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Issue #1780      June 7, 2017

NATO feels new turbulence

German Chancellor Angela Merkel’s election campaign speech over the weekend of May 27-28 confirmed that fractures have widened in the Western alliance of leading imperialist powers.

“The times in which we could completely depend on others are on the way out,” Chancellor Merkel

The G7 and NATO summits have exposed significant differences of emphasis and perhaps even of perspective between, in particular, the US, Germany, France and Britain.

First of all, we had US President Donald Trump in Brussels ticking off those NATO member states – including Germany, France, Italy and Turkey – that are failing to meet their 2014 commitment to spend at least 2 percent of their national GDP on the military.

Last year, NATO countries spent approximately £728 billion compared with China’s £215bn and Russia’s relatively puny £55bn.

Even more alarmingly, in his Brussels speech, Trump failed to explicitly confirm his commitment to Article 5 of the NATO constitution, which obliges member states to come to the assistance of a fellow member under military attack.

This worried those right-wing governments in eastern Europe and the Baltic states who want US backing for their ongoing scaremongering among the electorate about non-existent Russian plans to invade their territory.

During his presidential election campaign, Trump suggested that NATO members that didn’t pay their dues could not expect automatic assistance against aggression, while also referring to NATO as “obsolete.”

Since then, he has been pulled back into line by the US military-industrial complex, so Trump aides now insist that “of course, the US president backs NATO and its doctrine of collective defence.”

Other divisions within NATO include those over member state Turkey’s authoritarian government, its role in Syria and its growing rapprochement with Russia; the extent to which NATO should involve itself as a body in combating terrorism and cyber-crime; and whether NATO missions such as that in Afghanistan should be replicated elsewhere outside Europe.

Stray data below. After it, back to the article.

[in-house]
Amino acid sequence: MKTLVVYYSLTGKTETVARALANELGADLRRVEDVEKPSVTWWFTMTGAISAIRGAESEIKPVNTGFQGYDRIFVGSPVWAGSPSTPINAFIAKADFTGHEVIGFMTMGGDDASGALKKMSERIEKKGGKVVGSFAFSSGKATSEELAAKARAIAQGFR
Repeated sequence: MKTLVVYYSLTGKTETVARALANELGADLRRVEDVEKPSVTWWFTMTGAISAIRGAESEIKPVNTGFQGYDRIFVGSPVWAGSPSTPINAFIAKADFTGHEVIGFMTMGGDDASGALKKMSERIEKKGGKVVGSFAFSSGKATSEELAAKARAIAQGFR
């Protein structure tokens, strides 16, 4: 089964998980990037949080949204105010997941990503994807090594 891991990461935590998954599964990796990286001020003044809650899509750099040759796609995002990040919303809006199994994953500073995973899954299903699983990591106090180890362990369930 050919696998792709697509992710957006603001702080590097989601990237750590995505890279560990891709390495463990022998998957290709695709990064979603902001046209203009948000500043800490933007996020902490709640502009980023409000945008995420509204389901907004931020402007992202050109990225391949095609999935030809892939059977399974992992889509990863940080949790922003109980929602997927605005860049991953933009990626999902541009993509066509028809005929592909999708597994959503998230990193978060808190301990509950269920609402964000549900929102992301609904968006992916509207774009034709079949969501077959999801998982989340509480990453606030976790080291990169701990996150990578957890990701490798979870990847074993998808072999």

Then, at the G7 summit in Sicily, Trump refused to sign a communiqué supporting the Paris Accord on climate change, having claimed in the past that “the concept of global warming was created by and for the Chinese in order to make US manufacturing non-competitive.”

He now tweets that he will decide “some time this week” whether or not to participate in the agreement at all.

Meanwhile, the drive by US ruling circles to prevent any Trump departure from their anti-Putin, anti-Assad line continues in the Congress, the Pentagon and the intelligence services.

Here in Europe, Chancellor Merkel declares after her experiences with Trump at the two recent summits that “the times in which we could completely depend on others are on the way out.”

She almost certainly had in mind Britain’s vote to leave the EU and the election of pro-EU Emmanuel Macron as French president when adding that “we Europeans have to take our destiny into our own hands.”

She shares the same vision with Macron and overbearing EU Commission president Jean-Claude Juncker of a thoroughly neo-liberal EU with its own integrated military structures, pursuing its own single common foreign policy.

While the trio would want to maintain alignment with NATO, as set out in the Treaty on the Functioning of the European Union and its protocols, notably to “contribute to the vitality of a renewed Atlantic Alliance,” Merkel understands that a Trump presidency might make this very difficult.

With NATO and the EU now in a period of unprecedented turbulence, Labour leader Jeremy Corbyn’s proposal that Britain should follow an independent foreign policy based on co-operation, solidarity and the peaceful resolution of conflict wherever possible appears more attractive by the day.

Morning Star

Next article – Elephant in the Tory room

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